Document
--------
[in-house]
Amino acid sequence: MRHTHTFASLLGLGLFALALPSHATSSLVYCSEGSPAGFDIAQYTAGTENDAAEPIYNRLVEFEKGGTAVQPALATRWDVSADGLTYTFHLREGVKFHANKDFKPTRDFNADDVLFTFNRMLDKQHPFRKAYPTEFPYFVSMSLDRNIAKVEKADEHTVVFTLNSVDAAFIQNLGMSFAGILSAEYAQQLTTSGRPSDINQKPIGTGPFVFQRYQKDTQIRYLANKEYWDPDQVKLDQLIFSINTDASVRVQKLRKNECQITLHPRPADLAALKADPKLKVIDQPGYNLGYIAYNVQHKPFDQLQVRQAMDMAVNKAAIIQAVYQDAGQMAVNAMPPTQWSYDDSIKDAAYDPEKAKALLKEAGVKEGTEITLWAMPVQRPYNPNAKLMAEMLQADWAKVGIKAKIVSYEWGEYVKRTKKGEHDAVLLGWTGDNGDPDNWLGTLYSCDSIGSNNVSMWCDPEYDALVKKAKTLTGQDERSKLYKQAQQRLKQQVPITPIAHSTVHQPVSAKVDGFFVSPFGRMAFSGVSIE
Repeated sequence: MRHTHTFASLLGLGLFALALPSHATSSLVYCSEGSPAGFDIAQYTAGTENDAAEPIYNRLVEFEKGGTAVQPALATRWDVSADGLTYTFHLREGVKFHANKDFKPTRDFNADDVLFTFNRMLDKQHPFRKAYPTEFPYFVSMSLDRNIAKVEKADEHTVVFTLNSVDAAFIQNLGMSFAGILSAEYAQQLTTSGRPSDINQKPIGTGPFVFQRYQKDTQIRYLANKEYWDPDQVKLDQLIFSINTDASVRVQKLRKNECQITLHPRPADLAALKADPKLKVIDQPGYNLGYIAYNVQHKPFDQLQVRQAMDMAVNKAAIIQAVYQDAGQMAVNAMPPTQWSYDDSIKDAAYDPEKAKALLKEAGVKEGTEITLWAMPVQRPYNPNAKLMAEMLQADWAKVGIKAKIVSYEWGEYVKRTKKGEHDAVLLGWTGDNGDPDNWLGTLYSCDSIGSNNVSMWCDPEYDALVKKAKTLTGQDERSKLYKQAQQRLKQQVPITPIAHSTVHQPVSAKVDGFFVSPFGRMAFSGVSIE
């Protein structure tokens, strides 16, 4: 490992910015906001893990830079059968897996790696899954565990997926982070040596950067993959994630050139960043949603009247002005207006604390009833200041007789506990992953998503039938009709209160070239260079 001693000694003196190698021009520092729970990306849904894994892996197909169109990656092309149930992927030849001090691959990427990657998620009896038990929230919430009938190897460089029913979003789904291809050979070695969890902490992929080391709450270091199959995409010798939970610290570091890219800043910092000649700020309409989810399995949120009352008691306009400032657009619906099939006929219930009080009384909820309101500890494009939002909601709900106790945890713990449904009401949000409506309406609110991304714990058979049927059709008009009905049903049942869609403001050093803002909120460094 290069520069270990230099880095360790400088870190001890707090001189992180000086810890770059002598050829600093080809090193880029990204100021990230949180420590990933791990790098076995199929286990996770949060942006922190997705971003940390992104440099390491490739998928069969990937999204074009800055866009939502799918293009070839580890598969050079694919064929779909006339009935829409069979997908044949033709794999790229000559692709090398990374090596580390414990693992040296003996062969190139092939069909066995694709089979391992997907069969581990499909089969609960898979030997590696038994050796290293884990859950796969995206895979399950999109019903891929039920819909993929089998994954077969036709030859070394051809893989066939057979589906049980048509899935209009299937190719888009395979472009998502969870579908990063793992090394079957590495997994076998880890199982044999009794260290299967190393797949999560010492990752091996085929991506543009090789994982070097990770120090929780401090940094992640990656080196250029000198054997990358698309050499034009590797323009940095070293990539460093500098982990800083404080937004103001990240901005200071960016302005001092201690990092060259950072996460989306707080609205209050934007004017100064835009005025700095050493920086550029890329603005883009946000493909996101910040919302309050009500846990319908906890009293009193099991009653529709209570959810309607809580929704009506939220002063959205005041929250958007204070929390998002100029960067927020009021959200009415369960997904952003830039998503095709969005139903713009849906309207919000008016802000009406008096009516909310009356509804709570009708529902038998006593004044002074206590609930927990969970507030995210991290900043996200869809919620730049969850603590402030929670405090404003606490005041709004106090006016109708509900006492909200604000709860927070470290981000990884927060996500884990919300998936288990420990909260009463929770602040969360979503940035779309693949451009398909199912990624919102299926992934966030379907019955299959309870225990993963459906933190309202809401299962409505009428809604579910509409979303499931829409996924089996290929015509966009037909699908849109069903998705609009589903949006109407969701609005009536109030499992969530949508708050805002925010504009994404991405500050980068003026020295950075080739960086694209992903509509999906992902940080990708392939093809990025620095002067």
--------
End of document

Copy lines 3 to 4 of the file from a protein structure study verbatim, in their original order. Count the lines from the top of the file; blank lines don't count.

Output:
Repeated sequence: MRHTHTFASLLGLGLFALALPSHATSSLVYCSEGSPAGFDIAQYTAGTENDAAEPIYNRLVEFEKGGTAVQPALATRWDVSADGLTYTFHLREGVKFHANKDFKPTRDFNADDVLFTFNRMLDKQHPFRKAYPTEFPYFVSMSLDRNIAKVEKADEHTVVFTLNSVDAAFIQNLGMSFAGILSAEYAQQLTTSGRPSDINQKPIGTGPFVFQRYQKDTQIRYLANKEYWDPDQVKLDQLIFSINTDASVRVQKLRKNECQITLHPRPADLAALKADPKLKVIDQPGYNLGYIAYNVQHKPFDQLQVRQAMDMAVNKAAIIQAVYQDAGQMAVNAMPPTQWSYDDSIKDAAYDPEKAKALLKEAGVKEGTEITLWAMPVQRPYNPNAKLMAEMLQADWAKVGIKAKIVSYEWGEYVKRTKKGEHDAVLLGWTGDNGDPDNWLGTLYSCDSIGSNNVSMWCDPEYDALVKKAKTLTGQDERSKLYKQAQQRLKQQVPITPIAHSTVHQPVSAKVDGFFVSPFGRMAFSGVSIE
């Protein structure tokens, strides 16, 4: 490992910015906001893990830079059968897996790696899954565990997926982070040596950067993959994630050139960043949603009247002005207006604390009833200041007789506990992953998503039938009709209160070239260079 001693000694003196190698021009520092729970990306849904894994892996197909169109990656092309149930992927030849001090691959990427990657998620009896038990929230919430009938190897460089029913979003789904291809050979070695969890902490992929080391709450270091199959995409010798939970610290570091890219800043910092000649700020309409989810399995949120009352008691306009400032657009619906099939006929219930009080009384909820309101500890494009939002909601709900106790945890713990449904009401949000409506309406609110991304714990058979049927059709008009009905049903049942869609403001050093803002909120460094 290069520069270990230099880095360790400088870190001890707090001189992180000086810890770059002598050829600093080809090193880029990204100021990230949180420590990933791990790098076995199929286990996770949060942006922190997705971003940390992104440099390491490739998928069969990937999204074009800055866009939502799918293009070839580890598969050079694919064929779909006339009935829409069979997908044949033709794999790229000559692709090398990374090596580390414990693992040296003996062969190139092939069909066995694709089979391992997907069969581990499909089969609960898979030997590696038994050796290293884990859950796969995206895979399950999109019903891929039920819909993929089998994954077969036709030859070394051809893989066939057979589906049980048509899935209009299937190719888009395979472009998502969870579908990063793992090394079957590495997994076998880890199982044999009794260290299967190393797949999560010492990752091996085929991506543009090789994982070097990770120090929780401090940094992640990656080196250029000198054997990358698309050499034009590797323009940095070293990539460093500098982990800083404080937004103001990240901005200071960016302005001092201690990092060259950072996460989306707080609205209050934007004017100064835009005025700095050493920086550029890329603005883009946000493909996101910040919302309050009500846990319908906890009293009193099991009653529709209570959810309607809580929704009506939220002063959205005041929250958007204070929390998002100029960067927020009021959200009415369960997904952003830039998503095709969005139903713009849906309207919000008016802000009406008096009516909310009356509804709570009708529902038998006593004044002074206590609930927990969970507030995210991290900043996200869809919620730049969850603590402030929670405090404003606490005041709004106090006016109708509900006492909200604000709860927070470290981000990884927060996500884990919300998936288990420990909260009463929770602040969360979503940035779309693949451009398909199912990624919102299926992934966030379907019955299959309870225990993963459906933190309202809401299962409505009428809604579910509409979303499931829409996924089996290929015509966009037909699908849109069903998705609009589903949006109407969701609005009536109030499992969530949508708050805002925010504009994404991405500050980068003026020295950075080739960086694209992903509509999906992902940080990708392939093809990025620095002067």